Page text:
“Covering the case was one thing,” says Red, “in meeting, talking and discussing issues with the Texas EquuSearch volunteers. However, the story took on a whole new emotional and personal perspective when I spent ten days in Aruba searching in the landfill, searching with dog teams and searching the van der Sloots neighbor’s property. Digging in a landfill side by side with the TES volunteers and with family members such as Dave Holloway gave new meaning and a perspective to missing person cases that I could never have experienced by just writing about them. To physically be a part of the search team in the most foul-smelling, heat-exhausting, dirty landfill, and working side by side with Natalee’s dad was an experience that will last a lifetime. What transpired was an understanding of the perseverance and dedication of volunteer searchers and the will and determination of a family to find their daughter.”
Bloggers are welcome to post information or comments on the Scared Monkeys site about any cases in which they have information or leads. (During the coverage of Natalee Holloway search, the site logged 1.4 million unique visitors per month.) Many items feature the work of TES, and Scared Monkeys posts announcements to assist TES in recruiting volunteers, such as the following notice from January 26, 2006: “Texas EquuSearch Director Tim Miller is requesting volunteers for the search of Robin Turner on Thursday, January 26, 2006, at 10 A. M. Tim will need horses, 4-wheelers, and ground searchers. The command center is located at the Forest North Park on the corner of Peach Stone & Roseville in Spring, Texas.”
Robin required seizure medication, and since she had been missing for ten days already, the need to locate her was urgent. People responded and TES volunteers searched for only two hours and fifteen minutes on January 26, the same day the notice went up, before locating her body. Sadly, she might have been found alive had an organized search commenced immediately upon learning she was missing. But that requires letting the public know that these resources are available. Those who do know are doing their part to spread the word.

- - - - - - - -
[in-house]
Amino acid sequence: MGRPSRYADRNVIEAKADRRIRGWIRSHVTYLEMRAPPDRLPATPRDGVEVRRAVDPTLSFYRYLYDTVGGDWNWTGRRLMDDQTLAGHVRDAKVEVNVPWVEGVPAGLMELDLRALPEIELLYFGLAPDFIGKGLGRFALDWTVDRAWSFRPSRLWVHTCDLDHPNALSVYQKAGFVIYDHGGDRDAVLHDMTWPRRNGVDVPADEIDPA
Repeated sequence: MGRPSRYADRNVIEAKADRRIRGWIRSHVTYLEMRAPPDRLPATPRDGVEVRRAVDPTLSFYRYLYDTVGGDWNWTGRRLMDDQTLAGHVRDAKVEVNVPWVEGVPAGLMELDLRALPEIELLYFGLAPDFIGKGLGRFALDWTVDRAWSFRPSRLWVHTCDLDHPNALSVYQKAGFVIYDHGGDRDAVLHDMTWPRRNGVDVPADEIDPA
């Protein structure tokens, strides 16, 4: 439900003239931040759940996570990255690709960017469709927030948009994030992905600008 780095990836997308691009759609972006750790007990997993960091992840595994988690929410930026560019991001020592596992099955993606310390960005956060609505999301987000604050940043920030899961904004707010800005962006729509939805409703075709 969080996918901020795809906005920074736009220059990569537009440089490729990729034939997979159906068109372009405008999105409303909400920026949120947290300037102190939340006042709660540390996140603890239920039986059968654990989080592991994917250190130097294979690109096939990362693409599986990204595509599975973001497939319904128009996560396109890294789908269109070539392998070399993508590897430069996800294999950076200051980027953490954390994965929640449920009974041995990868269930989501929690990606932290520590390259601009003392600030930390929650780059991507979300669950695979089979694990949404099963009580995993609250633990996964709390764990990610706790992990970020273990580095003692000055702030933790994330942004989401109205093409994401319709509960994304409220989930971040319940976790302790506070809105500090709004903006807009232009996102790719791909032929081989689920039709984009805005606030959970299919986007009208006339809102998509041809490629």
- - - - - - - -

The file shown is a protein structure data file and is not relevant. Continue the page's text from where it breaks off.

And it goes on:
It has been an eye opening and rewarding experience to aide and help others in their time of need. The search and continued covering of the Natalee Holloway story has touched the hearts of many people who just want to help the Holloway and Twitty families find Natalee and closure. However, we realize that there are many cases that go on presently and will occur in the future. We look forward in continuing to help search for Natalee Holloway, maintaining the professional relationship with Texas EquuSearch and finding new organizations with the common goals of helping the missing and exploited.
“Scared Monkey Missing & Exploited looks to the future to continue to aid as a resource for missing persons,” Red states, “and potentially partner with others to effectively cause changes in how cases will be investigated. Missing person is a major issue of our day and no one should have to be victim to this crime or horrible tragedy.”